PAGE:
Today in research: weather linked to wars, counting female TV characters, more species than we'll ever count, and a very early presidential power ranking.
- Which network has the most female characters on air? It's the CW, says San Diego State University research. The channel was represented by 52 percent female characters. It was followed by ABC (43 percent), CBS (40 percent), Fox (39 percent) and NBC (36 percent). The study also notes that non-fictional female presence in Hollywood is on a downward trend: "Women comprised 15% of writers on the prime-time dramas, comedies and reality shows on ABC, CBS, NBC, Fox and the CW, down from 29% in the 2009-10 season." [The Los Angeles Times]
- Research predicts what pundits will say about the president in the future. Which seems very meta. But according to regression analysis of presidential rankings, Baylor University researchers say that Obama "is likely to be viewed as an 'average' president by expert evaluators if he serves only one term." Which would put him at number 22 on their presidential power rankings list. Data-crunching probably isn't necessary to arrive at that conclusion. If he's reelected, researchers forecast that "expert evaluators" will view him as the fourth-best president. [Eurekalert]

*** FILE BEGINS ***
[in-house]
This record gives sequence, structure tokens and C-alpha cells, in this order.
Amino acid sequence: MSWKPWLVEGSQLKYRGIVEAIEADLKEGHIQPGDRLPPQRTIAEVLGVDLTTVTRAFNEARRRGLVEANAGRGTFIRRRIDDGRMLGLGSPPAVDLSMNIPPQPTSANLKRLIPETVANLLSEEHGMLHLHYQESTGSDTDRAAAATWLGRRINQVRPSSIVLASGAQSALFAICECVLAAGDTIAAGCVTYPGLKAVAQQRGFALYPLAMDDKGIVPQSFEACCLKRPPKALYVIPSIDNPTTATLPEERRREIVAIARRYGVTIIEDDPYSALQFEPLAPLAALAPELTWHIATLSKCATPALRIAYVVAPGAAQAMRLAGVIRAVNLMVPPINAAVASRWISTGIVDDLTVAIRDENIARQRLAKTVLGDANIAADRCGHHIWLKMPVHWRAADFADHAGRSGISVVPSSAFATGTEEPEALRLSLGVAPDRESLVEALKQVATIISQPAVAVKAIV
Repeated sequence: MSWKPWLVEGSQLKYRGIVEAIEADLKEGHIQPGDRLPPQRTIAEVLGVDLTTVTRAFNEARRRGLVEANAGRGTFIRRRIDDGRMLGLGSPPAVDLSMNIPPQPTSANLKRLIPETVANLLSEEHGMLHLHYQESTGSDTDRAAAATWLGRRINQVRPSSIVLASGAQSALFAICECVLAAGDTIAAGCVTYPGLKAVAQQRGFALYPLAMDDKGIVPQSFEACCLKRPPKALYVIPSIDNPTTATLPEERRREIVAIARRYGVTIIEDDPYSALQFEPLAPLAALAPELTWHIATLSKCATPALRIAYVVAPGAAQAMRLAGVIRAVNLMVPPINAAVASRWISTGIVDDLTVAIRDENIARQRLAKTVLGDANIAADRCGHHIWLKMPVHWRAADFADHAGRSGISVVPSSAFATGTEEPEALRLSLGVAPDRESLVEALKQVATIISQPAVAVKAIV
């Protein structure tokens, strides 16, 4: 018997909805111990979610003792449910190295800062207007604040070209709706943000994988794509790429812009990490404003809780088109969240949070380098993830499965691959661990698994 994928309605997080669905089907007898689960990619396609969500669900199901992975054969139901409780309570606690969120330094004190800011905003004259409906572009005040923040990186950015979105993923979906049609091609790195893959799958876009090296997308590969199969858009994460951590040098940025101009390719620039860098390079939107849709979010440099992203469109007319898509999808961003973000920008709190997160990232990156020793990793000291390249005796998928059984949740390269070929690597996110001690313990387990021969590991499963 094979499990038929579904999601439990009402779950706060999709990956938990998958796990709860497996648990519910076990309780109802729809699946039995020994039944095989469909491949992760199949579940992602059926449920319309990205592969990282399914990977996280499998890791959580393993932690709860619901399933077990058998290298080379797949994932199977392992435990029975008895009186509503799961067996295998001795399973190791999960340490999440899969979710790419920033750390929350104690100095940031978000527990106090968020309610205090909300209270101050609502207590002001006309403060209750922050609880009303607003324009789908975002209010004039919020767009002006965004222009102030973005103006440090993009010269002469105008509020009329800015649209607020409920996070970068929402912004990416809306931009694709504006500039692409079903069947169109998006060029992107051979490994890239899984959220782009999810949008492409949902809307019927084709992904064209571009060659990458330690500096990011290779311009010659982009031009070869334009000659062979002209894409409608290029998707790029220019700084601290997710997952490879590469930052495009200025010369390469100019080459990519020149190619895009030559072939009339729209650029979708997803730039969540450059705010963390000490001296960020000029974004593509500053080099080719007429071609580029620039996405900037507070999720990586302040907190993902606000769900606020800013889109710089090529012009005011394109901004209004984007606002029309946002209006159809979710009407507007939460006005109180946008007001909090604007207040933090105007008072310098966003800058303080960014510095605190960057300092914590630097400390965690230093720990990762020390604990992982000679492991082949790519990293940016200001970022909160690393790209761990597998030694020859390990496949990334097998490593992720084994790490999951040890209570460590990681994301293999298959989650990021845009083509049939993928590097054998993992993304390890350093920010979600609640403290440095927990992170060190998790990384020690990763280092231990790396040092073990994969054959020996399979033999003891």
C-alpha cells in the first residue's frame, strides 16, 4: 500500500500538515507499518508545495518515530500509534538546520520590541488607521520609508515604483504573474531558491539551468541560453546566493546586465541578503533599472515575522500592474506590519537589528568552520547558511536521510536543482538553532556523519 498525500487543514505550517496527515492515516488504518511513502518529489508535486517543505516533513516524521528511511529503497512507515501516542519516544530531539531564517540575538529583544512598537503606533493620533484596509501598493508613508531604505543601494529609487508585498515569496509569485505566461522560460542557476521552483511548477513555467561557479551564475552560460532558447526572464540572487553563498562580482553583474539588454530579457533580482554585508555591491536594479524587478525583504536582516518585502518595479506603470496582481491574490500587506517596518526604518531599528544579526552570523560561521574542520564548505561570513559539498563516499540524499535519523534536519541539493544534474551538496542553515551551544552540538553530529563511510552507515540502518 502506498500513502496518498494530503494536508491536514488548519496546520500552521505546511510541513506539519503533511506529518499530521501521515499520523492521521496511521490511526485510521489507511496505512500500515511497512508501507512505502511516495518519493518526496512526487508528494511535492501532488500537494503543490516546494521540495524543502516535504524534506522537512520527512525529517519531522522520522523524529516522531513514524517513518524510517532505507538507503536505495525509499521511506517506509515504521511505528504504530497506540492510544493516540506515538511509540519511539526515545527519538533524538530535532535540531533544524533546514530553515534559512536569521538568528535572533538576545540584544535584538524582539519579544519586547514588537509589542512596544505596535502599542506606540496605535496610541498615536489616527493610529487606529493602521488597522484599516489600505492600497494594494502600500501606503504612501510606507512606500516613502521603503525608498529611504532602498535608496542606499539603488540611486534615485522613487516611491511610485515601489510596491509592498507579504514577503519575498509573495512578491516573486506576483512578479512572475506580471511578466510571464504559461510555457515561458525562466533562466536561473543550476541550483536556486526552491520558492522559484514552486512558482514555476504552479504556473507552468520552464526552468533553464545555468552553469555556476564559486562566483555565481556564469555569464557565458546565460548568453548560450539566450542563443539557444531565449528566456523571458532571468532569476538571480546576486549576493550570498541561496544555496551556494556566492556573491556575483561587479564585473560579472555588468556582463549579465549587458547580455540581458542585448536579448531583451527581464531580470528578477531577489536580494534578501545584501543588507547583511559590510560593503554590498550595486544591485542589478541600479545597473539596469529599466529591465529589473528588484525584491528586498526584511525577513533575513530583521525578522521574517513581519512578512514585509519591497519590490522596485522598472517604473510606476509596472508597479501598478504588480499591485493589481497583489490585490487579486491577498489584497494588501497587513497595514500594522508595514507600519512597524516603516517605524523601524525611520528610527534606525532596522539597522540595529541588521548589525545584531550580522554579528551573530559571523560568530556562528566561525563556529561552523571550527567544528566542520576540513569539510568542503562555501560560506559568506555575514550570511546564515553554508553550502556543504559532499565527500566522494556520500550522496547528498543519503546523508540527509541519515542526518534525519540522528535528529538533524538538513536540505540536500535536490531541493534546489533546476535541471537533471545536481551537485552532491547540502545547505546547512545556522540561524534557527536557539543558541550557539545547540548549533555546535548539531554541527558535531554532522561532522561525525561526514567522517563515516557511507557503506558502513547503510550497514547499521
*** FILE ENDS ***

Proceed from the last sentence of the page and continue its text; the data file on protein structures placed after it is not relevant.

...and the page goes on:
- Blaming wars on the weather--there's a link. At least when we're talking about
- There are now even more species out there that we don't know about. A new study, published in the journal PLoS Biology, suggests that the Earth houses around 9 million different plant/animal species--and 90 percent of them are unclassified. "Knowing how many species inhabit Earth is among the most fundamental questions in science. Yet the answer to this question remains enigmatic," the authors theorize. [Reuters]
- And: people do drool over things that they want to buy. Ideas Market relays a forthcoming study, to be published in the Journal of Consumer Research, that showed "under the right conditions, consumers salivate when they see money or attractive goods." It appears that images of sports cars and cash combined to create the right conditions for researchers. [Wall Street Journal Ideas Market]
This article is from the archive of our partner The Wire.